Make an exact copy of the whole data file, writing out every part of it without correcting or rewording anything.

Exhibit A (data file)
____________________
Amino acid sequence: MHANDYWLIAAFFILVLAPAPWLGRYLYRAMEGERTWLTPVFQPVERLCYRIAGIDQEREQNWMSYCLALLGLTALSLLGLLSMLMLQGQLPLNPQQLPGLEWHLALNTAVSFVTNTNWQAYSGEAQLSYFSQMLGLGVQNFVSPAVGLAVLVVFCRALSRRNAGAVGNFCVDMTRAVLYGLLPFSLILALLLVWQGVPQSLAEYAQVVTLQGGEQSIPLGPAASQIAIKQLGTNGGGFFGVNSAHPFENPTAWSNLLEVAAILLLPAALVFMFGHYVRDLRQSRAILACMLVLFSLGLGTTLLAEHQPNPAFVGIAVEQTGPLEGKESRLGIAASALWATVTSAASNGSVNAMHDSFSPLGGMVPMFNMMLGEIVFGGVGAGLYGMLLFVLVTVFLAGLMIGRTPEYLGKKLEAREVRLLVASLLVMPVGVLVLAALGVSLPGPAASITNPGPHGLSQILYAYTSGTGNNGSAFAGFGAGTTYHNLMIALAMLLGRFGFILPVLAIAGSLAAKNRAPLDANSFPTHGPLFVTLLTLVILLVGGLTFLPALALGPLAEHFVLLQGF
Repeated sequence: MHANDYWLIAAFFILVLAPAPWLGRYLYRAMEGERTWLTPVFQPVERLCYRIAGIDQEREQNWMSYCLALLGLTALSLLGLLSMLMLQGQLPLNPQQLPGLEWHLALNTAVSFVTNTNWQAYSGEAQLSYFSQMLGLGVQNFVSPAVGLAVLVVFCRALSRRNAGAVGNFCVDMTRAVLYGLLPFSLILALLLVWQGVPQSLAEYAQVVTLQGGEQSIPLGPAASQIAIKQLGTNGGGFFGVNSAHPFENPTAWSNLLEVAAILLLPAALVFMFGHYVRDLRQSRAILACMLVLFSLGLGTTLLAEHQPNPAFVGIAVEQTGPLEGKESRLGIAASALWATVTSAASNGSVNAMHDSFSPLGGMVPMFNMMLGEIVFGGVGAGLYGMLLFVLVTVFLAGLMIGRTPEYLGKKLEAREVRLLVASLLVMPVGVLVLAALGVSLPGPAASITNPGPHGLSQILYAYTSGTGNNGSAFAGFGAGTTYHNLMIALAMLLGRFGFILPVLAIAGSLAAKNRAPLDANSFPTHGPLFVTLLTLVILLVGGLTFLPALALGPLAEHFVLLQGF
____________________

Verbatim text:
Amino acid sequence: MHANDYWLIAAFFILVLAPAPWLGRYLYRAMEGERTWLTPVFQPVERLCYRIAGIDQEREQNWMSYCLALLGLTALSLLGLLSMLMLQGQLPLNPQQLPGLEWHLALNTAVSFVTNTNWQAYSGEAQLSYFSQMLGLGVQNFVSPAVGLAVLVVFCRALSRRNAGAVGNFCVDMTRAVLYGLLPFSLILALLLVWQGVPQSLAEYAQVVTLQGGEQSIPLGPAASQIAIKQLGTNGGGFFGVNSAHPFENPTAWSNLLEVAAILLLPAALVFMFGHYVRDLRQSRAILACMLVLFSLGLGTTLLAEHQPNPAFVGIAVEQTGPLEGKESRLGIAASALWATVTSAASNGSVNAMHDSFSPLGGMVPMFNMMLGEIVFGGVGAGLYGMLLFVLVTVFLAGLMIGRTPEYLGKKLEAREVRLLVASLLVMPVGVLVLAALGVSLPGPAASITNPGPHGLSQILYAYTSGTGNNGSAFAGFGAGTTYHNLMIALAMLLGRFGFILPVLAIAGSLAAKNRAPLDANSFPTHGPLFVTLLTLVILLVGGLTFLPALALGPLAEHFVLLQGF
Repeated sequence: MHANDYWLIAAFFILVLAPAPWLGRYLYRAMEGERTWLTPVFQPVERLCYRIAGIDQEREQNWMSYCLALLGLTALSLLGLLSMLMLQGQLPLNPQQLPGLEWHLALNTAVSFVTNTNWQAYSGEAQLSYFSQMLGLGVQNFVSPAVGLAVLVVFCRALSRRNAGAVGNFCVDMTRAVLYGLLPFSLILALLLVWQGVPQSLAEYAQVVTLQGGEQSIPLGPAASQIAIKQLGTNGGGFFGVNSAHPFENPTAWSNLLEVAAILLLPAALVFMFGHYVRDLRQSRAILACMLVLFSLGLGTTLLAEHQPNPAFVGIAVEQTGPLEGKESRLGIAASALWATVTSAASNGSVNAMHDSFSPLGGMVPMFNMMLGEIVFGGVGAGLYGMLLFVLVTVFLAGLMIGRTPEYLGKKLEAREVRLLVASLLVMPVGVLVLAALGVSLPGPAASITNPGPHGLSQILYAYTSGTGNNGSAFAGFGAGTTYHNLMIALAMLLGRFGFILPVLAIAGSLAAKNRAPLDANSFPTHGPLFVTLLTLVILLVGGLTFLPALALGPLAEHFVLLQGF